‘Count Magnus and Other Ghost Stories’ by M.R. James: Spooky Supernatural Stories From The Master?

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gamillos on Flickr/Creative Commons Attribution-ShareAlike 2.0 Generic (CC BY-SA 2.0) | Source

At night, in the dark, in the winter, at Christmastime… that’s the time for a ghost story, isn’t it?  Wrapped up in front of the fire, back to an open doorway, an old house creaking in ways that suggest visitations and hauntings (but more likely mean the cat’s discovered your new dress and is busy tearing it to bits in the bedroom).  If you love a ghost story, then you just love to be terrified in that way!

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And if you love a ghost story, then you’ve almost certainly already heard of M.R. James. (And if not, then you should have a treat in store). He is quite near universally acknowledged as the master of the genre, and in any genre that’s something that’s rare. Many of his stories have been adapted into films or television productions, some of which have also been highly acclaimed.

What is it about a typical M.R. James story that makes it so highly regarded for those who love a good haunting?  Perhaps it’s the overall atmosphere and detail, perhaps it’s the overt culture and classiness of the narrators and protagonists.  Maybe it’s the sense of Doom gradually building as events overtake any possibility of escape.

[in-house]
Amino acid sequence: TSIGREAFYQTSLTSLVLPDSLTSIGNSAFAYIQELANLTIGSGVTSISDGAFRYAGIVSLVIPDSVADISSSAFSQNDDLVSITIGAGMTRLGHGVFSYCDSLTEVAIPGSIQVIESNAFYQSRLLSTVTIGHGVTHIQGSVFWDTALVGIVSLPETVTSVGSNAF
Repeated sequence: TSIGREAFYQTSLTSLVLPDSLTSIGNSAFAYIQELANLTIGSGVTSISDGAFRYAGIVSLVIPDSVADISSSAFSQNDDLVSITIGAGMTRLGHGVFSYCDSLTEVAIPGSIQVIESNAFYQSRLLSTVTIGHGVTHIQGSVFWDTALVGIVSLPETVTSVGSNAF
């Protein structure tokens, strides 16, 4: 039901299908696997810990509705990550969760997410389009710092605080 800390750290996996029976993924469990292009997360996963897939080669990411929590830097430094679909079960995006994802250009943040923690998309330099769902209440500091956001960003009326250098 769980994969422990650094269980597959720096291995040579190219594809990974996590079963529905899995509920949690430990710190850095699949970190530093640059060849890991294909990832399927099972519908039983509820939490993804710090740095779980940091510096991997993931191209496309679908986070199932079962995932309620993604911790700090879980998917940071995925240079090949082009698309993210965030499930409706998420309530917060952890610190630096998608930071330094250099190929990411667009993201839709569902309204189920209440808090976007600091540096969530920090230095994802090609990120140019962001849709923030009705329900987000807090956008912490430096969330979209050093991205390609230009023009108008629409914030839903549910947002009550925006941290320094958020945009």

So, as M.R. James compilations go, what does this particular Penguin Classics volume have going for it?  It certainly contains a few of the all-time great celebrated M.R. James stories, ‘Oh, Whistle, and I’ll Come To You, My Lad’, and ‘Casting The Runes’ amongst them.   (As an aesthetic object it’s rather pleasing too, or my 2005 edition in any case: shiny and matte black, a rather pretty, and horrifying, James McBride illustration from the original edition on the cover.) 

In the end you either adore James or you don’t.  I enjoy many of his stories, but in the end I find something unsatisfactory about his lack of momentum, explication and resolution in almost all of them.  (And also find it rather strange that effusing critics never seem to want to comment on this.)  There’s just a randomness about his tales that might mirror life, but then, life is pretty unsatisfactory in itself.  That’s why we read fiction!  Put it this way, if M.R. James was Agatha Christie, the critics would have howled every time that insufficient clues were laid to solve the murder.

But hey.  If you’re in it for the super creepy atmosphere, the nasty ghostie monsters and the chills you can give yourself reading alone in an empty house on a dark night – James is the guy for you!

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